— That “golf insurance” was being peddled around town in a facetious note in The Outlook, owing to the fact that “golf balls are whizzing over hill and dell in such large numbers that the innocent by-stander’s only chance of refuge is the nearest shell hole.” A principal sum of $5,000 was offered for the loss of one ear via passing golf ball, but no claims would be honored if white lightning was present on the golf course.
— That Donald Ross, the golf architect and head of the Pinehurst golf operation, was leading an effort to change the stymie rule in golf and was set to deliver it to the United States Golf Association’s annual meeting later in the month. The stymie, at the time, prevented a player from moving another’s ball if it lay within 6 inches of his own ball, leading, Ross thought, to the occasional “impossible shot.” Ross proposed extending the window to 2 feet. It would be possible at that distance, Ross proposed, “to negotiate the stymie by pitching over the near ball or curving around it.”
— That the same foot powder called Allen’s Foot-Ease which the U.S. government shipped to Europe by the ton for American soldiers during World War I was now thought ideal for golfers to “take the friction from the shoe, freshen the feet and make walking a delight.”
— That tea and dancing were offered daily from 4 to 6 p.m. in the Carolina Hotel lobby, and that hotel staff would set up mid-winter canoeing parties down the Lumbee River.
— That representatives of a manufacturing concern in Connecticut were in Pinehurst to promote their new steel golf shafts. “The shafts seem to be a big success, and indications are they will become very popular among golfers,” the newspaper offered.
— That Australian pro Joe Kirkwood would compete in the North and South Open in March and also give another of the trick-shot exhibitions that in previous years had drawn huge galleries to the “Maniac Hill” practice range. Among his specialties were hitting drives off the crystal of a watch, off an associate’s foot and fingertips, and hitting a full mashie straight in the air and catching the ball as it fell to the ground.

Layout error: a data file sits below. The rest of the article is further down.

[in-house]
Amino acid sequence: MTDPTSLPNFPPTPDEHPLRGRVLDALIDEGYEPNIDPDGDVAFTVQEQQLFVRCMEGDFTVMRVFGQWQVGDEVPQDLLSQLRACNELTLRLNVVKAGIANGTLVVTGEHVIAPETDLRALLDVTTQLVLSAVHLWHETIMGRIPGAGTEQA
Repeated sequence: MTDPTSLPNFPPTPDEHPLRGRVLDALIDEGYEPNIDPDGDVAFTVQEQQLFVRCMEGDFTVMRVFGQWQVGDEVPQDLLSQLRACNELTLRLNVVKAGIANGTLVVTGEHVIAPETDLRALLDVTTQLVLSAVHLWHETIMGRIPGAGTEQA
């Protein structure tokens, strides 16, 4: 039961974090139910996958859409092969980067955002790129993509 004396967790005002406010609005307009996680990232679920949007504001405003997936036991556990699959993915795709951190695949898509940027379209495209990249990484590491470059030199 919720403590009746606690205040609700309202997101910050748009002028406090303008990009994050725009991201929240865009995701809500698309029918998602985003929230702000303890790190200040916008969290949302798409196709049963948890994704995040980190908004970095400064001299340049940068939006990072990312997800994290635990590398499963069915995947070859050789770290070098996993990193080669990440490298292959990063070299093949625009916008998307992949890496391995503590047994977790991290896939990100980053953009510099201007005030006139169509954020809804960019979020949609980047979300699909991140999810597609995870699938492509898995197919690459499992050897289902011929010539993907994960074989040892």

As for Mid Pines, Ross took care to transplant some dogwoods on the course “which at all costs must be preserved.” The newspaper further noted that, “He left clumps of trees near the clubhouse so that they could provide a cool and shady place for the wives who were waiting for their husbands to finish their game.”
The architect believed the nature of the ground provided an interesting twist to the course’s personality. “It is less exposed to cold winds than any other course hereabouts, due to its sheltered location, just behind a hill,” Ross said. “The hill, acting as a chute, deflects all winds upward, over the course, which is really a fine thing.”
One century later, Mid Pines remains one of the area’s finest layouts, each hole in the same location and configuration as the day it opened. One of the many devotees of the layout is Southern Pines resident Jeff Loh, who prefers to play the course lugging a pencil bag with a half dozen hickory clubs he’s purchased on eBay and other collectors’ venues. He plays with balata balls he finds online as well, feeling that the softer ball, the vintage clubs and the 100-year-old course are a sublime match.
“When Mid Pines opened in 1921, they were still playing hickory shafts,” he says. “Steel didn’t come along for a few more years There’s just something about playing hickory and persimmon in a setting like this that is more authentic.”
Indeed, on the cusp of its second century, you’ll find Mid Pines an original in every sense of the word. PS
Author Lee Pace wrote Sandhills Classics — the Stories of Mid Pines and Pine Needles, which is available in the golf shops at both courses.
Photograph from the Tufts Archives